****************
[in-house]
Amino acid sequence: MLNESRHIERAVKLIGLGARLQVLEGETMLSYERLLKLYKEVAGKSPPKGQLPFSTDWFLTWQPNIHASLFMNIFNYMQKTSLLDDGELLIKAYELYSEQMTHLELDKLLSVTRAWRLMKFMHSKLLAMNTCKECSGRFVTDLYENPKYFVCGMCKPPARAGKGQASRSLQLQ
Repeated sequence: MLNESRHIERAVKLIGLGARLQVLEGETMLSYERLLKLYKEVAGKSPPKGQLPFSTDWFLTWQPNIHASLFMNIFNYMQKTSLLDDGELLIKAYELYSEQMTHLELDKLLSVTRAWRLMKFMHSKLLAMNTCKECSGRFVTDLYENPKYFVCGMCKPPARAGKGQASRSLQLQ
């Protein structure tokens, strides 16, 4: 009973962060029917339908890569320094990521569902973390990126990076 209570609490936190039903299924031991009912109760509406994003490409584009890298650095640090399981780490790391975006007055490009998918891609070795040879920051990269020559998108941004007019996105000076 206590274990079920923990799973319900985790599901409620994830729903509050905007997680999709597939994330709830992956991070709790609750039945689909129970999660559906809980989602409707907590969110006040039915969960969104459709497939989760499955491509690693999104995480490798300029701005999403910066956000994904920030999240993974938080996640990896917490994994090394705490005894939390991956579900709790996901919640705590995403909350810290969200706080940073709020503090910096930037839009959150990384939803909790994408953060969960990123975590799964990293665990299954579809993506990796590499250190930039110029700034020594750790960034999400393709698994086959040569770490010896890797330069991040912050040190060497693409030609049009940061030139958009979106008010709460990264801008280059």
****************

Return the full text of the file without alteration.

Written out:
[in-house]
Amino acid sequence: MLNESRHIERAVKLIGLGARLQVLEGETMLSYERLLKLYKEVAGKSPPKGQLPFSTDWFLTWQPNIHASLFMNIFNYMQKTSLLDDGELLIKAYELYSEQMTHLELDKLLSVTRAWRLMKFMHSKLLAMNTCKECSGRFVTDLYENPKYFVCGMCKPPARAGKGQASRSLQLQ
Repeated sequence: MLNESRHIERAVKLIGLGARLQVLEGETMLSYERLLKLYKEVAGKSPPKGQLPFSTDWFLTWQPNIHASLFMNIFNYMQKTSLLDDGELLIKAYELYSEQMTHLELDKLLSVTRAWRLMKFMHSKLLAMNTCKECSGRFVTDLYENPKYFVCGMCKPPARAGKGQASRSLQLQ
């Protein structure tokens, strides 16, 4: 009973962060029917339908890569320094990521569902973390990126990076 209570609490936190039903299924031991009912109760509406994003490409584009890298650095640090399981780490790391975006007055490009998918891609070795040879920051990269020559998108941004007019996105000076 206590274990079920923990799973319900985790599901409620994830729903509050905007997680999709597939994330709830992956991070709790609750039945689909129970999660559906809980989602409707907590969110006040039915969960969104459709497939989760499955491509690693999104995480490798300029701005999403910066956000994904920030999240993974938080996640990896917490994994090394705490005894939390991956579900709790996901919640705590995403909350810290969200706080940073709020503090910096930037839009959150990384939803909790994408953060969960990123975590799964990293665990299954579809993506990796590499250190930039110029700034020594750790960034999400393709698994086959040569770490010896890797330069991040912050040190060497693409030609049009940061030139958009979106008010709460990264801008280059």